Paint and Wiring Prep – Urban Logging Trailer Build Pt 9

The first step is going to be stripping the trailer down and getting it back up onto the stands.  This is a pretty easy task with the mini skidsteer.

I’ll start out by giving the trailer a quick pressure washing to remove any loose dirt or other organic material.

Next I’ll spray a degreaser onto the trailer and let it work for a half hour.  This will further help to clean the surface of any oils.  Once it’s had some time to sit, I’ll rinse it off.

Next is an etch wash.  This is sprayed on and left to sit for a half hour.  during that time, I’ll continue applying the etch to keep the steel wet.  The etch reacts with any rust neutralizing it and creates a strong base for the first coat of paint.  Once it’s had time to sit, I’ll rinse it off and dry the trailer with a leaf blower.  I’ll leave it overnight to dry further.

The etch has zinc in it so the next day, the trailer has a silver appearance.  It is similar in appearance to a galvanized steel.

The first coat of paint, I’ll apply with a brush.  This allows me to massage the paint into every seam to ensure as complete coverage as possible.

Here was a nice surprise.  As I was getting into the groove of painting, I noticed that I had forgotten to weld one side of a stake pocket.  I thought I was done with welding on this trailer, but I was wrong.  I quick bead and it’s back to painting!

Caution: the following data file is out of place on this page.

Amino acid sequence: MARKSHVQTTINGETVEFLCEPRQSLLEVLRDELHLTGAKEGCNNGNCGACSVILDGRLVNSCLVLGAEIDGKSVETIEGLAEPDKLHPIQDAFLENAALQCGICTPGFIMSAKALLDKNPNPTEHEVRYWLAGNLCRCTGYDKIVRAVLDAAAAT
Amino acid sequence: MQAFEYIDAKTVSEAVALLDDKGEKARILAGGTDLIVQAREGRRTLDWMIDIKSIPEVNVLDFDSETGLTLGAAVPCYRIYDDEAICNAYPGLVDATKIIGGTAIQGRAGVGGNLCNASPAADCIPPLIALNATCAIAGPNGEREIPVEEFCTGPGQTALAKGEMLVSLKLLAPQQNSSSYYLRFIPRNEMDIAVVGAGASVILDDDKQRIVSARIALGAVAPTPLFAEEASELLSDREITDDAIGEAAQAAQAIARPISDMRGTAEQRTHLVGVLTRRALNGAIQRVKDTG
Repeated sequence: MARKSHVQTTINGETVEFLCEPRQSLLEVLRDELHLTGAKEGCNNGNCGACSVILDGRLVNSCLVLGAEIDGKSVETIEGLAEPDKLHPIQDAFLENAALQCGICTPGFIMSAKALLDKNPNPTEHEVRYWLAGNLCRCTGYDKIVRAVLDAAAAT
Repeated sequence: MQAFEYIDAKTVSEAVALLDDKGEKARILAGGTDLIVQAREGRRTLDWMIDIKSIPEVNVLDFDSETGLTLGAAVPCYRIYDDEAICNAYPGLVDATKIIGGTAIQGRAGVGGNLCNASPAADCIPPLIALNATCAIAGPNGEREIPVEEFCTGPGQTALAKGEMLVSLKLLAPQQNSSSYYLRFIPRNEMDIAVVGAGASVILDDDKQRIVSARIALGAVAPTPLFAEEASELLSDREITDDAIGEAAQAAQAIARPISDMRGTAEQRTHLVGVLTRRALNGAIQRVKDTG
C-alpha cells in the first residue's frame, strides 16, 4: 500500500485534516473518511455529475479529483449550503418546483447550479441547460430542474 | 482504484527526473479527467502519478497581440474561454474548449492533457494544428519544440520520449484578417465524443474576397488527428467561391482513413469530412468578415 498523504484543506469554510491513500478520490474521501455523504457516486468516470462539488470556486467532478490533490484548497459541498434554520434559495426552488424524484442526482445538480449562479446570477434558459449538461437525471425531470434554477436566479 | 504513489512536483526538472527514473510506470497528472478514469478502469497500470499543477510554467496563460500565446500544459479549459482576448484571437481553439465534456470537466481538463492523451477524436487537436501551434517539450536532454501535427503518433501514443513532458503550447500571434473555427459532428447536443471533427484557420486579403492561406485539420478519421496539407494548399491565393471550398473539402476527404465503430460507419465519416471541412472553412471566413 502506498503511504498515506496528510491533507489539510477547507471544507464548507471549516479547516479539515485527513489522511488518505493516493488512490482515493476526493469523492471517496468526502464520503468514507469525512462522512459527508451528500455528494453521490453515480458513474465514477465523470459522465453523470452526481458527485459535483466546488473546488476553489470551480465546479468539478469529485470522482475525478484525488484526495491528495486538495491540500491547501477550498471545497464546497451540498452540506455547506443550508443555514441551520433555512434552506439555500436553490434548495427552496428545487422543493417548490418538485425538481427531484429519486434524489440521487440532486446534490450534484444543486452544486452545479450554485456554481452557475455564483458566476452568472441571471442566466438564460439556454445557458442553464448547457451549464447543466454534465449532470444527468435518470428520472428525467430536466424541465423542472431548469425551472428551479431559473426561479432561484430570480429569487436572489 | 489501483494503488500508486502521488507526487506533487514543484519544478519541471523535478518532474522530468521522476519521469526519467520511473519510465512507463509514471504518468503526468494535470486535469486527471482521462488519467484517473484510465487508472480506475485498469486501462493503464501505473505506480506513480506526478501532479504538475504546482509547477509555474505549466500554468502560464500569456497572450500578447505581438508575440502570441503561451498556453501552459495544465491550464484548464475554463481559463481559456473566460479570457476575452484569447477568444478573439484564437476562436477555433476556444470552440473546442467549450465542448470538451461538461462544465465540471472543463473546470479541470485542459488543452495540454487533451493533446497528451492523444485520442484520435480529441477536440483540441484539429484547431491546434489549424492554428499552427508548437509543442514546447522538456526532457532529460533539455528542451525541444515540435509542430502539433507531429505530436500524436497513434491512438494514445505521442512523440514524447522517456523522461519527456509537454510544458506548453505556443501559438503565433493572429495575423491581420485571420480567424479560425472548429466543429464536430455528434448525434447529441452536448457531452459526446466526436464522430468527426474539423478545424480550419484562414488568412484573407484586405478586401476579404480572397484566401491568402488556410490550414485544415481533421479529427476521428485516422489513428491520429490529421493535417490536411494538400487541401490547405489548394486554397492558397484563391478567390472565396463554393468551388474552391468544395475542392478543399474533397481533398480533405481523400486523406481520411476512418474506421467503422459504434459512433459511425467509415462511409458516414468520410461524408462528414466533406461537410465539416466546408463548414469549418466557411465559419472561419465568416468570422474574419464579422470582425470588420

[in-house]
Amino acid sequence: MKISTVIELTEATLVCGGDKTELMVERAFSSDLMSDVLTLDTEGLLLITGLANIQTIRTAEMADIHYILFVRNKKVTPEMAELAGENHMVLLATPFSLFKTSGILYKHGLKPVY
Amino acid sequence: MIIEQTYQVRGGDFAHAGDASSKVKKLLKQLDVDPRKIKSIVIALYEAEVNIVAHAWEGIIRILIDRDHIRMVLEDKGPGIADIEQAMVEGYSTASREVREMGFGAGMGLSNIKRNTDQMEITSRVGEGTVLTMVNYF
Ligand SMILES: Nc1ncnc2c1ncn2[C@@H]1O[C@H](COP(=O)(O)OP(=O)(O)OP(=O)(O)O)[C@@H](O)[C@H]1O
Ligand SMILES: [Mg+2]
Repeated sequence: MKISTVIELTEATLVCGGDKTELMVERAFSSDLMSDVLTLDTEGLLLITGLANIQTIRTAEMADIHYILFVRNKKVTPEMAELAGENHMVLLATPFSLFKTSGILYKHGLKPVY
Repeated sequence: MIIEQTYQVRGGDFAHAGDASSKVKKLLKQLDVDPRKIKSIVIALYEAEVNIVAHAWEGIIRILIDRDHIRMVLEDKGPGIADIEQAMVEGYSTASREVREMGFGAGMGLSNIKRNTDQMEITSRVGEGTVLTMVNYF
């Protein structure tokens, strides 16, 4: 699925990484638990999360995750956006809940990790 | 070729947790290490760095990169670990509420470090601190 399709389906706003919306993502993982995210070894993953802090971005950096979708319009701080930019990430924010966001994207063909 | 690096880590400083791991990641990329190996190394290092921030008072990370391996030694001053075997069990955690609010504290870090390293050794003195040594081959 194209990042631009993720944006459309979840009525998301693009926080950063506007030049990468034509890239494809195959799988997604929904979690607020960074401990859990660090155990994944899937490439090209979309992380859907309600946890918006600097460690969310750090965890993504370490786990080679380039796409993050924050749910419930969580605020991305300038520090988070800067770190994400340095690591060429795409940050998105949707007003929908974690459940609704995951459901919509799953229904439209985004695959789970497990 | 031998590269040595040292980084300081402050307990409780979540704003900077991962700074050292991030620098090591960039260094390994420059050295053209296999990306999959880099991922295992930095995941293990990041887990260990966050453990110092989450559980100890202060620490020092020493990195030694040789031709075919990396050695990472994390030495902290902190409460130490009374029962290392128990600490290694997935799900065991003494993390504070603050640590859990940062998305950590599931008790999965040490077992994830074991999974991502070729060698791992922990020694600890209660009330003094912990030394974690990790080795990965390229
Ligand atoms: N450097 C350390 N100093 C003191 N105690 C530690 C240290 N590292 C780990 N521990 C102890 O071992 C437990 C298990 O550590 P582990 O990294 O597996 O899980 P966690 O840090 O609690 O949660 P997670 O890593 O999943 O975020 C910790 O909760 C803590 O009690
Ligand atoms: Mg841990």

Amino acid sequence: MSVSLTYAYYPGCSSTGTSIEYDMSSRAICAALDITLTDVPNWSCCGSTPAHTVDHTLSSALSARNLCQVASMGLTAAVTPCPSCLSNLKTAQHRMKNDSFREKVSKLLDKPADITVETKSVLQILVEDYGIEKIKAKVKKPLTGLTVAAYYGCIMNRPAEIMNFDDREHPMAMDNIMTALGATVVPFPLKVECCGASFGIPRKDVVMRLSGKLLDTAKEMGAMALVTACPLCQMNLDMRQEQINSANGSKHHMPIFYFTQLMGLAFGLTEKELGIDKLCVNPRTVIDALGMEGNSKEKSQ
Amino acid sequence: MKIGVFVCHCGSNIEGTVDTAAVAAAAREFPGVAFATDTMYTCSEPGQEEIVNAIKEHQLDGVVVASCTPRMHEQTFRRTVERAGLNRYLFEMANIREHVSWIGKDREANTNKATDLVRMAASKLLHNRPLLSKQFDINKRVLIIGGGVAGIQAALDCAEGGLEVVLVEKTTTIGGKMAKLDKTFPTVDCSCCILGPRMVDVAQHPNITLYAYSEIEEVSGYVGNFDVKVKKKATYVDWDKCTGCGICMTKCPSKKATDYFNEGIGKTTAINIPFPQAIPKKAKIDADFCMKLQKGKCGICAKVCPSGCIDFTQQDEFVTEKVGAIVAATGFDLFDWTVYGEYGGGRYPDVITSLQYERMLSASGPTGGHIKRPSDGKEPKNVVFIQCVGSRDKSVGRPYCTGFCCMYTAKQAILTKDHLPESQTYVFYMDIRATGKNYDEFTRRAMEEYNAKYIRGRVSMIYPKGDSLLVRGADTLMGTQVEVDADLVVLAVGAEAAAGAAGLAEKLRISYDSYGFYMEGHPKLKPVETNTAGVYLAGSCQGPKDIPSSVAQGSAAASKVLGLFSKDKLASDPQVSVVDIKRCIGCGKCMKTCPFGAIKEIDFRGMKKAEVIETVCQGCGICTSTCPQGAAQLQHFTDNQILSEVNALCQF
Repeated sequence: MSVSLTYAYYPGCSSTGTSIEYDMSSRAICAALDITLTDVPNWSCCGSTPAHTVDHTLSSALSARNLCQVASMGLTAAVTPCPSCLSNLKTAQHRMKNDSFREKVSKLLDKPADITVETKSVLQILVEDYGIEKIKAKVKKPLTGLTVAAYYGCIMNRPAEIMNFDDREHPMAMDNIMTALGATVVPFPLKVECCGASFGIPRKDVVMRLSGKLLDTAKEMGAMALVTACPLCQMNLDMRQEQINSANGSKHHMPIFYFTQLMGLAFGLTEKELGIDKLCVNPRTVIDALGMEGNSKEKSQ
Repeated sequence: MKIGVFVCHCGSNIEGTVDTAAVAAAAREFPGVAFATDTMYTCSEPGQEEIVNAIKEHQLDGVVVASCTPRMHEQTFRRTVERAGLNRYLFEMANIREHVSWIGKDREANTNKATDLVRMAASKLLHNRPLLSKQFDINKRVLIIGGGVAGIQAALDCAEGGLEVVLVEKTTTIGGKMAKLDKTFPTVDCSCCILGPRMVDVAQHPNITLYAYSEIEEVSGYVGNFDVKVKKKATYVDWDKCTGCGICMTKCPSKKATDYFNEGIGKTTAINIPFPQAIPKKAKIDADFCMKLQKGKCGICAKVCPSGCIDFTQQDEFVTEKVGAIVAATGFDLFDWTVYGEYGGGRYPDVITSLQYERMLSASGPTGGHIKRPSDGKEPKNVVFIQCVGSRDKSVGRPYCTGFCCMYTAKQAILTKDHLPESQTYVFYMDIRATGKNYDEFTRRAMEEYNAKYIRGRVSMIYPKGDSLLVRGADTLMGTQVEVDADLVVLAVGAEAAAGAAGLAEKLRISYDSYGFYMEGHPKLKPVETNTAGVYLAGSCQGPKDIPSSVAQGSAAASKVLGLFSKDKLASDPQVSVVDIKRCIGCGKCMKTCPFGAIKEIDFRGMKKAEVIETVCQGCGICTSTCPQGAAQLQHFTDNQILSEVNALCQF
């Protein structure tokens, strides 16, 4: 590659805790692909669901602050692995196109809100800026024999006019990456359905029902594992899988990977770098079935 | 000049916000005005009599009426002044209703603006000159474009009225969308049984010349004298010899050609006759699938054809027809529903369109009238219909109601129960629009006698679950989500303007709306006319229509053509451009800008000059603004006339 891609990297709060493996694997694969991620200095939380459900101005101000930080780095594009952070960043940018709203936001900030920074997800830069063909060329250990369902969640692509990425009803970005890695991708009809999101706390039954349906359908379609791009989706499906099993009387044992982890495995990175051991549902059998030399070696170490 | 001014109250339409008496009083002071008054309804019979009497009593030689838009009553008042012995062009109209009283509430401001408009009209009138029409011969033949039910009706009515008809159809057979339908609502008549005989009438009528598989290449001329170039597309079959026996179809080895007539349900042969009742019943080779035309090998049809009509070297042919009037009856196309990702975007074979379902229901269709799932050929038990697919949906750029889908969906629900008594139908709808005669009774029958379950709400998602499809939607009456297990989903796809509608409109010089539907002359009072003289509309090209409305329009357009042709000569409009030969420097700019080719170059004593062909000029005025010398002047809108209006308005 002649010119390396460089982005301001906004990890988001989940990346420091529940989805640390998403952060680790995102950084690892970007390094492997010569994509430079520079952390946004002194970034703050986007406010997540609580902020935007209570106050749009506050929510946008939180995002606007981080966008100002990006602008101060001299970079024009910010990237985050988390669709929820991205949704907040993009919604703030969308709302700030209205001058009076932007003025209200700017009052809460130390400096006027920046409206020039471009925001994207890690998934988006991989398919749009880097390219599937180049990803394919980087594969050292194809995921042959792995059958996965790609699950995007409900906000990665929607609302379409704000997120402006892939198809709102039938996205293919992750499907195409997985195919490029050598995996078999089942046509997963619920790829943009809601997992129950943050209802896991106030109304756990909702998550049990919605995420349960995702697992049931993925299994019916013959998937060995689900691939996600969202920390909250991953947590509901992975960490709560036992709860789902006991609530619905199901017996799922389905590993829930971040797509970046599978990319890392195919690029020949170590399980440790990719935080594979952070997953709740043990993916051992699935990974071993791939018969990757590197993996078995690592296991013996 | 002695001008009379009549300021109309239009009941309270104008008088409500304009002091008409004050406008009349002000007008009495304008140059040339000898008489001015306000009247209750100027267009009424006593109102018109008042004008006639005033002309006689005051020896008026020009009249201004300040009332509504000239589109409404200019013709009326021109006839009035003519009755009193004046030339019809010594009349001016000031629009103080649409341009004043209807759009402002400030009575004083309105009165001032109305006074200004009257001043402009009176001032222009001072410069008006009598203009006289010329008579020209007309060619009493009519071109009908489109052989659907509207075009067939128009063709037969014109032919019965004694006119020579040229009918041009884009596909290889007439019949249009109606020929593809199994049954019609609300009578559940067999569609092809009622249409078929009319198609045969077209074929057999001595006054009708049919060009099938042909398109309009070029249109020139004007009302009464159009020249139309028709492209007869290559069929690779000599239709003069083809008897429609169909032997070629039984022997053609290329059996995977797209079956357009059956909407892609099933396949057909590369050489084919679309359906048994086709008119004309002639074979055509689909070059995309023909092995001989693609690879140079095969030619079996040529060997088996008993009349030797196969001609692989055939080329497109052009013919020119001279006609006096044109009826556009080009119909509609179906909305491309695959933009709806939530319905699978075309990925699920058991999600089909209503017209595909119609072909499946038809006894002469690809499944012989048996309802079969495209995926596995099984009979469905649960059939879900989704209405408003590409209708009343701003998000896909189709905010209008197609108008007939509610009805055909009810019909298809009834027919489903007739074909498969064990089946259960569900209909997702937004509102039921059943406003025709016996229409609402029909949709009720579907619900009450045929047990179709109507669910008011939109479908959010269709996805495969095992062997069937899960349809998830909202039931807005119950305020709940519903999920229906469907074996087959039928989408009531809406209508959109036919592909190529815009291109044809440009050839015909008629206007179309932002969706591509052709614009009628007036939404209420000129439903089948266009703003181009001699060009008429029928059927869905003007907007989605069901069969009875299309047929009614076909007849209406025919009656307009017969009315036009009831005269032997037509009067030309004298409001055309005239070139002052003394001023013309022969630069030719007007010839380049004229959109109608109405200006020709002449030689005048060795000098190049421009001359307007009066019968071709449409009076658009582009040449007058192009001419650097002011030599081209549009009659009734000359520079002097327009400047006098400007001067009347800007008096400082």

After taking care of the complex areas, I can break out a roller and cover the flat areas which mostly consists of the top and bottom of the deck panels.

Later that day, I can apply a second coat.  This coat is the same product as the first coat but tinted gray.  This will be an easier color to top coat and will also make it easy to see where I have applied it to and where I haven’t.  It’s also a cheaper color so that’s a plus!

Day two of painting!  Time to switch to a top coat.  This is a two part urethane in safety red.  nice and bright.

Having the trailer on the rotisserie is super nice for painting.  I can turn the trailer as I’m working to ensure I can easily access anywhere that would be difficult to get at otherwise.

Later that day, I can spray a second coat.  This evened out the coverage and made it full red and less grayish-red

After the second top coat had a day to cure, I dropped the trailer off the rotissaire and onto my Super Jaws so I could remove the rotisserie mounts and paint behind them.

After a few days, I put the trailer back onto the rotisserie so I could easily pull the wiring.  I’m doing an independent left and right wiring scheme.  The driver’s side has a light line that runs from the junction in the front to the rear light box and has a brake line that runs from the front to the brake junction box.  The passenger side is similar but just has the light wire running to the rear light box.

Since it’s easily accessible now, I’ll mount the junction boxes and brakeaway battery.  I can also put ring terminals on the wires and bring them into the boxes.

At the rear, I’ll pull and route the wire for the rear marker lights.  This wire connects inside the rear light box.

And that’s it!  All the prep work is done and the trailer is ready to come back down to the ground.


[Amazon links are affiliate links]
Lincoln Electric 210MP Welder:
Lincoln Electric Viking Welding Helmet:
Impact Wrench:
Super Jaws:
Degreasing wash:
Metal prep wash:
POR15 2K Top Coat:
Cordless Heat Gun:

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